Melting Ice Caps The Arctic is global warming’s canary in the coal mine. It is a highly sensitive area which is profoundly affected by the changing climate. The average temperature in the Arctic is rising twice as fast as elsewhere in the world (nrdc. org). Because of this, the ice cap is getting thinner, melting away, and rupturing. Here is an example of this; the largest ice block in the Arctic, the Ward Hunt Ice Shelf, had been around for 3000 years before it started cracking in 2000 (nrdc. org) By 2002, the Ward Hunt has cracked completely through and had started breaking into smaller pieces.
The melting ice caps are affecting the earth and its inhabitants in many ways. In this paper, the following concepts and subjects will be discussed: the polar regions and how they are affected by the melting ice caps, the rising ocean levels and how they are a result of the ice caps, and a way in which we are trying to create a major breakthrough that will help to stop or limit the melting of the ice caps. The history of the ice caps is a long and complicated one. The ice caps are located in the polar regions of the world.
When these ice caps melt, however, it affects the whole world in some way or another. Some research, however, indicates that the expanding and contracting of the ice caps are just a natural cycle that they go through every 60 to 80 years (ff. org). During the Ice Age, it is speculated that melting ice caps contributed to the earth being sent into the Ice Age (washingtonpost. com). During this age in which human beings worry about everything in this world from economics to wardrobe possibilities, it is just natural that the melting ice caps are an issue on everyone’s mind.
Is it possible that this issue is just being grossly miscalculated, or should this issue be utilized as much as possible? Many believe that the melting ice caps are just a common occurrence that happens naturally. Others, however, believe that it is a serious issue now that has to be confronted right now. Either way, it would not hurt to take some precautions now to try to stop or prolong the melting of the ice caps. Generations before us did not take this measure, but maybe our generation should. The melting ice caps are having a dramatic affect on the polar regions of the earth.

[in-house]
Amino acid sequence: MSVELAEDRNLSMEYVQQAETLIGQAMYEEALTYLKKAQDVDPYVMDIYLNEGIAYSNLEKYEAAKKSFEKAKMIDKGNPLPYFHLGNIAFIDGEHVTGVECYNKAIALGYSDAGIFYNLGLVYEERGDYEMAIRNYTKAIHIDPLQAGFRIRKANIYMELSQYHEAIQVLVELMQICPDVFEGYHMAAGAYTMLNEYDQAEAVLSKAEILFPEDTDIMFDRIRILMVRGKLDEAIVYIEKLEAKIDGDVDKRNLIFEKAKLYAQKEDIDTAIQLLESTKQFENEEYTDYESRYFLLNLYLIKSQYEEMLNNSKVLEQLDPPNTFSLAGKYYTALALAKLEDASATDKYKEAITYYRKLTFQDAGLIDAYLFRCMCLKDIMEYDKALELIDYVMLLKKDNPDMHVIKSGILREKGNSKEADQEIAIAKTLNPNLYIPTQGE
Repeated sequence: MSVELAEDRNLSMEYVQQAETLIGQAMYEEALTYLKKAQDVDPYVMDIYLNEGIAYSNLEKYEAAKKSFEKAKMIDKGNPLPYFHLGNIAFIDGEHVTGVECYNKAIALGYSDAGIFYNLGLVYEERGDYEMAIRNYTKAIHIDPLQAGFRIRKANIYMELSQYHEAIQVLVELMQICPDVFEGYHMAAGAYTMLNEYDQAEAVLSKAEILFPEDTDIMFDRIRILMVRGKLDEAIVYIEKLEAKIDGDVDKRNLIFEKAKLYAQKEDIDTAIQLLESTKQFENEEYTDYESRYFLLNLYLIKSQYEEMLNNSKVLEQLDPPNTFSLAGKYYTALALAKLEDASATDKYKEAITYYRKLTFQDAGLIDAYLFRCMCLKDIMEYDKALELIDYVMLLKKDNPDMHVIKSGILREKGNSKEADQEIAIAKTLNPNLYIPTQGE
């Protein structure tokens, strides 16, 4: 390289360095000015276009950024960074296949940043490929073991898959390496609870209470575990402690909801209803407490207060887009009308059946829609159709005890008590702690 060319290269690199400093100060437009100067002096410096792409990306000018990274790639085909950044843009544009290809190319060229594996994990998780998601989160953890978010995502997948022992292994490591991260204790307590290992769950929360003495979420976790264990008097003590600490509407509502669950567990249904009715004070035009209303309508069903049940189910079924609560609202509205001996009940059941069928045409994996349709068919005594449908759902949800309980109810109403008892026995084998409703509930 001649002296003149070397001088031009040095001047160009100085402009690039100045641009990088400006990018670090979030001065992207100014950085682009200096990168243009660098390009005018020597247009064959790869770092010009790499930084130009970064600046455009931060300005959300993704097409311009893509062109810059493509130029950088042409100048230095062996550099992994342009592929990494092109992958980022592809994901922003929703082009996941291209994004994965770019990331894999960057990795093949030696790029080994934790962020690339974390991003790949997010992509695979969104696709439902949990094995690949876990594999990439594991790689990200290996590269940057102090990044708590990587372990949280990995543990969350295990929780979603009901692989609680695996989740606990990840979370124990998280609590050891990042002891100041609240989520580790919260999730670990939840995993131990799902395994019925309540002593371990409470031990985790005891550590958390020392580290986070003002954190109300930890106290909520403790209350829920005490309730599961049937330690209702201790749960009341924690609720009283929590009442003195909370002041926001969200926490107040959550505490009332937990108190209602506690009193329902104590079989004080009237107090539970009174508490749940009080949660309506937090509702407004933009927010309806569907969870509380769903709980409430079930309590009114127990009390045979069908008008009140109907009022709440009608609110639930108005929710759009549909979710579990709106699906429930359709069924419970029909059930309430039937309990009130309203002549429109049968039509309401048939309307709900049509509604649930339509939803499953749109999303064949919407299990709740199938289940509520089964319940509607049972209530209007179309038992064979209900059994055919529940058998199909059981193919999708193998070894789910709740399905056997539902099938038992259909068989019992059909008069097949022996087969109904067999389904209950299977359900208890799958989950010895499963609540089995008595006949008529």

For example, the average temperature in the Arctic is rising twice as fast than the rest of the world (nrdc. org). The once prominent ice is now melting at a dramatic speed, which is affecting native people, wildlife, and plants. When the Ward Hunt Ice Shelf splintered, the freshwater lake that it surrounded drained into the ocean, along with the ecosystem that inhabited it. Polar bears, whales, walrus and seals are changing their feeding and migration patterns, making it harder for native people to hunt them (nrdc. org). Because of the flooding, entire villages will be uprooted order to avoid being swamped.
Also, the Arctic coastlines are beginning to move as well. The melting ice caps are threatening the native peoples’ cultural identity and their very survival. Ice-dependant animals, such as walruses and ring seals will be greatly affected by the melting ice caps (treehugger. com). They have fewer places to rest on, as well as fewer places to hunt. If the ice caps keep melting, their lives will become in great danger. The melting ice caps are not only affecting the Polar Regions, but they are also affecting the rest of the world as well in the form of rising ocean levels.